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Decode the Covid economy on Thanksgiving



There are many reasons for concern about social, political and health issues. The Covid-19 cases are up in most states, again signaling that the virus is here to reside. A series of trials have demonstrated that the national character of race is as complex and intractable as ever.
And behind every political story lies the much-anticipated, effortless return of former President Donald Trump, who this time last year was plotting a coup. Sometimes these stories come together, like when Trump meets Kyle Rittenhouse, a teenager was acquitted of two murders in Kenosha, Wisconsin, last summer.
Meanwhile, on Wednesday, President Joe Biden pointed out the conviction of three white men in the death of Ahmaud Arbery, a 25-year-old Black man, as proof that “our justice system[is]doing its job.”

However, what may directly touch more Americans every day is the state of the American economy.

Here’s the disconnect between data and everyday life: People are feeling the pinch due to rising costs at gas pumps and grocery stores even as there’s plenty of very good economic news to be grateful for. .

First, almost anyone who wants a job has one. The government recorded only 199,000 VND new unemployment claims last week, the lowest level since 1969. Meanwhile, a key inflation gauge rose to Highest in 31 years in October.
CNN’s Christine Romans, in a video report, has described this Covid-19 pandemic in contradiction.

I borrowed many of her languages ​​for this list of supposedly good news, including:

  • US industrial output is running ahead above pre-pandemic levels.
  • Auto production was restored last month and factory output would be even stronger if there were no hiccups in the company’s supply chain.
  • The company’s profits are enviable and large companies are solving problems in the supply chain, which entails higher costs for customers and even increased their profit margins in the process.
  • Largest publicly traded companies have larger profit margins today than it was before the pandemic, and your retirement account can show that.
  • The Dow is up 17% this year and the S&P 500 rose 25%. If you step back further since the market crash in 2020, some averages have doubled.
  • Workers have the upper hand. You’ve heard it called “The Great Resignation” – The American quit jobs in record numbers. In September, the number 4.4 million jumped, and economists say more people are taking better jobs with higher salaries and starting bonuses.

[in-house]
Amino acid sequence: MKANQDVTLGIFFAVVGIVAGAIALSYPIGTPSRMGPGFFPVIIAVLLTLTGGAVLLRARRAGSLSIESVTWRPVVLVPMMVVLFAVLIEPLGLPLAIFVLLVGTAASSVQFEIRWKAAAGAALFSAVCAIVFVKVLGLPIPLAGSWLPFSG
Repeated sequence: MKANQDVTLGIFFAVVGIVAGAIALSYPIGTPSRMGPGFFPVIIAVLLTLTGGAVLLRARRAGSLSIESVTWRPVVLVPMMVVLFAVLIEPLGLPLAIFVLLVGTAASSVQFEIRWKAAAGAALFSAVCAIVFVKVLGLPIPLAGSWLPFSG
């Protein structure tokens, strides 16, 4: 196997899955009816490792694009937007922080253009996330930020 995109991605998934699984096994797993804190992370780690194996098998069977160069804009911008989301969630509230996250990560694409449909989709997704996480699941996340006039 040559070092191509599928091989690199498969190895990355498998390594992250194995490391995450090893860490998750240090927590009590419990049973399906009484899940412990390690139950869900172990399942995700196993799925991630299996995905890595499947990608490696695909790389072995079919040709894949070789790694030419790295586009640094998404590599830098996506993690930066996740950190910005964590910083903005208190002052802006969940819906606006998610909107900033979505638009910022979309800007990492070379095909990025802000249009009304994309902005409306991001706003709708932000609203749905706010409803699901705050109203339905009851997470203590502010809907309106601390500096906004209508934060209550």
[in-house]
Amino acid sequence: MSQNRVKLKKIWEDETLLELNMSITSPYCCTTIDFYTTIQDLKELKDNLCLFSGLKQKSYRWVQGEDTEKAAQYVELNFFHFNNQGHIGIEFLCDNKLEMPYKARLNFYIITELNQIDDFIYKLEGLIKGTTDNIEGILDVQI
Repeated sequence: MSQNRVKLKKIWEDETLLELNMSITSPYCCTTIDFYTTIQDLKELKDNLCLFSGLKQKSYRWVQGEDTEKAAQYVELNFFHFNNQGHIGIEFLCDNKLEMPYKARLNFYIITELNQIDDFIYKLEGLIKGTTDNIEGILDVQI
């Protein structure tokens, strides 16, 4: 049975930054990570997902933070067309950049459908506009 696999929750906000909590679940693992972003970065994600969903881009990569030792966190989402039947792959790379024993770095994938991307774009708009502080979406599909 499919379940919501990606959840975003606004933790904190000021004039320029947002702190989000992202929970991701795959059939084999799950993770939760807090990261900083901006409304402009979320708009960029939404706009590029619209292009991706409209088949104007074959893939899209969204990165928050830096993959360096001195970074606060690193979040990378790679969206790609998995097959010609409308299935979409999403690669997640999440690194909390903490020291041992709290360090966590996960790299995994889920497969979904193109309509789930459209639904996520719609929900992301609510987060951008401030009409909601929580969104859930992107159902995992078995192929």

• Fater wages after years of slow pay rise, especially for low-wage workers. Wage growth is close to 5%.
  • Americans are saving. Thanks to higher pay, Covid-19 tests stimulus and child tax creditAmericans have over $2.3 trillion in savings since the crisis began. JP Morgan says its average checking account balance this year is 50% higher than in 2019.
  • The economy is adding jobs. Overall, 5.8 million jobs were added this year.

There is certainly a contradiction here if the national mood goes down while economic indicators rise.

In a recent CBS News poll, just 4% of Americans say things in the country are generally going very well, and 26% say they’re doing pretty well. People feel the same way about the economy: 30% of the respondents think the state of the national economy is very good or good.
It is also true that while concerns about the economy have grown, they have remained at fairly low levels in history, such as Gallup Notes.

“Inflation concerns all headlines, but most other indicators are soaring,” Romans said in its report.

She gives two reasons why consumer sentiment gauges don’t reflect strong metrics:

  • Americans are exhausted by the pandemic.
  • They are hit every day by higher prices at grocery stores and gas stations. “Everybody drives and eats; not everyone owns stocks,” she said.
It’s hard to balance those powerful stats with silly memes circulated in Washington that some Americans may not be able to afford turkeys this year because of inflation.

I asked Ariel Edwards-Levy, CNN’s poll editor, how to see the national mood, and she argued that the vote defies the obvious.

She said, “At the same time it’s true that:

  • a) concern about the growing economy,
  • b) the economy is not nearly as dominant as it was during the Great Depression,
  • c) The prevailing view of Americans about the economy today is generally quite bad and
  • d) views on the economy are closely tied to partisanship. “

The partisan factor is an important factor. Most Republicans probably have a worse view of the economy right now just because they despise Biden. Democrats may have exhibited similar behavior during the Trump administration.

Food is definitely more expensive. The American Farm Bureau Federation has gathered numbers to argue about average thanksgiving for 10 people will cost $53.31, or about $5.30 per person. Last year, its average was $46.90.

The American Farm Bureau Federation notes that turkeys are more expensive this year, but also adds an asterisk that it purchased turkeys to make these calculations before grocery stores stock up for Thanksgiving. .

When the White House press secretary Jen Psaki was asked about this being the most expensive Thanksgiving ever, she replied, “I just wanted to make it clear that there are plenty of turkeys available. They’re about a dollar more expensive for a 20-pound bird, which is a huge bird if you’re raising a very large family. And that’s it. which, again, we’ve been working on to make sure people have more money in their pockets to deal with as the economy bounces back.”

Lots of turkeys are something every American can be thankful for, even if concerned that they’re a bit more expensive.

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